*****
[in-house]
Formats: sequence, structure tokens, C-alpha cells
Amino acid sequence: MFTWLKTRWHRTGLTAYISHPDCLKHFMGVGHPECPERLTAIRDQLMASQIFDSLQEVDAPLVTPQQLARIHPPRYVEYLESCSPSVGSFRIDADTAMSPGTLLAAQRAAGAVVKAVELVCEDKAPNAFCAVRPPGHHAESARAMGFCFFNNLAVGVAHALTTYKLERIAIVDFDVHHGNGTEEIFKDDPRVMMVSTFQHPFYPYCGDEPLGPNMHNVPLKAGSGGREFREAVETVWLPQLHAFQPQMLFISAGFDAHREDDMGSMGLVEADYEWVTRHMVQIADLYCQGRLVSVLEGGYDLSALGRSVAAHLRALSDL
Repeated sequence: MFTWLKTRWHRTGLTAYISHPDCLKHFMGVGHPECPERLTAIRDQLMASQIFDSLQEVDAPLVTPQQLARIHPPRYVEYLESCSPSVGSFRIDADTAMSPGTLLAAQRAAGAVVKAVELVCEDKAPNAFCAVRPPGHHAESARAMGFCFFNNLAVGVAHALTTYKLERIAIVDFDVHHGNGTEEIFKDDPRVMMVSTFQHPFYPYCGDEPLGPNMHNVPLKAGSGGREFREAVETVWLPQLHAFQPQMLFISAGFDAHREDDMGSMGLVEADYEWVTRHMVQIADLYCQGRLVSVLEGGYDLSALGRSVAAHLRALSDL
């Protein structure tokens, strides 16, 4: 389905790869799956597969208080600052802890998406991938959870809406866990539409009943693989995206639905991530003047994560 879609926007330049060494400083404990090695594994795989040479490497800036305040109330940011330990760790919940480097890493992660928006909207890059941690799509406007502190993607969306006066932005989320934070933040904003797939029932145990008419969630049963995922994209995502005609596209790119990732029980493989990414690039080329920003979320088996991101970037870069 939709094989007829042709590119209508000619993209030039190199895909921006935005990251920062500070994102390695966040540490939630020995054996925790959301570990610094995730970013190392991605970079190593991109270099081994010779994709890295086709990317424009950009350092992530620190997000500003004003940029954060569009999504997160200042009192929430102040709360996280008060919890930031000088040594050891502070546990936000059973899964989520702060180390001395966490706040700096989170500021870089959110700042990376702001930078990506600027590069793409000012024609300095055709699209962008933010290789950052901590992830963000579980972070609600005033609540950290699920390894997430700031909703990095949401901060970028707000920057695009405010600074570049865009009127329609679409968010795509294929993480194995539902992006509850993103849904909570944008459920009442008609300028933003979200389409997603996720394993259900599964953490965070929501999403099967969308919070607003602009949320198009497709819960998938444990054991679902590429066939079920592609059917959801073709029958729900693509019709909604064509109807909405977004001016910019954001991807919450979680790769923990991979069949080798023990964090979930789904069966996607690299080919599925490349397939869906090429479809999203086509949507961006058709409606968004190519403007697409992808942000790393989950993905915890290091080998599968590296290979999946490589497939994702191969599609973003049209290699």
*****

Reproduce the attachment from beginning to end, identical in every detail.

[in-house]
Formats: sequence, structure tokens, C-alpha cells
Amino acid sequence: MFTWLKTRWHRTGLTAYISHPDCLKHFMGVGHPECPERLTAIRDQLMASQIFDSLQEVDAPLVTPQQLARIHPPRYVEYLESCSPSVGSFRIDADTAMSPGTLLAAQRAAGAVVKAVELVCEDKAPNAFCAVRPPGHHAESARAMGFCFFNNLAVGVAHALTTYKLERIAIVDFDVHHGNGTEEIFKDDPRVMMVSTFQHPFYPYCGDEPLGPNMHNVPLKAGSGGREFREAVETVWLPQLHAFQPQMLFISAGFDAHREDDMGSMGLVEADYEWVTRHMVQIADLYCQGRLVSVLEGGYDLSALGRSVAAHLRALSDL
Repeated sequence: MFTWLKTRWHRTGLTAYISHPDCLKHFMGVGHPECPERLTAIRDQLMASQIFDSLQEVDAPLVTPQQLARIHPPRYVEYLESCSPSVGSFRIDADTAMSPGTLLAAQRAAGAVVKAVELVCEDKAPNAFCAVRPPGHHAESARAMGFCFFNNLAVGVAHALTTYKLERIAIVDFDVHHGNGTEEIFKDDPRVMMVSTFQHPFYPYCGDEPLGPNMHNVPLKAGSGGREFREAVETVWLPQLHAFQPQMLFISAGFDAHREDDMGSMGLVEADYEWVTRHMVQIADLYCQGRLVSVLEGGYDLSALGRSVAAHLRALSDL
């Protein structure tokens, strides 16, 4: 389905790869799956597969208080600052802890998406991938959870809406866990539409009943693989995206639905991530003047994560 879609926007330049060494400083404990090695594994795989040479490497800036305040109330940011330990760790919940480097890493992660928006909207890059941690799509406007502190993607969306006066932005989320934070933040904003797939029932145990008419969630049963995922994209995502005609596209790119990732029980493989990414690039080329920003979320088996991101970037870069 939709094989007829042709590119209508000619993209030039190199895909921006935005990251920062500070994102390695966040540490939630020995054996925790959301570990610094995730970013190392991605970079190593991109270099081994010779994709890295086709990317424009950009350092992530620190997000500003004003940029954060569009999504997160200042009192929430102040709360996280008060919890930031000088040594050891502070546990936000059973899964989520702060180390001395966490706040700096989170500021870089959110700042990376702001930078990506600027590069793409000012024609300095055709699209962008933010290789950052901590992830963000579980972070609600005033609540950290699920390894997430700031909703990095949401901060970028707000920057695009405010600074570049865009009127329609679409968010795509294929993480194995539902992006509850993103849904909570944008459920009442008609300028933003979200389409997603996720394993259900599964953490965070929501999403099967969308919070607003602009949320198009497709819960998938444990054991679902590429066939079920592609059917959801073709029958729900693509019709909604064509109807909405977004001016910019954001991807919450979680790769923990991979069949080798023990964090979930789904069966996607690299080919599925490349397939869906090429479809999203086509949507961006058709409606968004190519403007697409992808942000790393989950993905915890290091080998599968590296290979999946490589497939994702191969599609973003049209290699």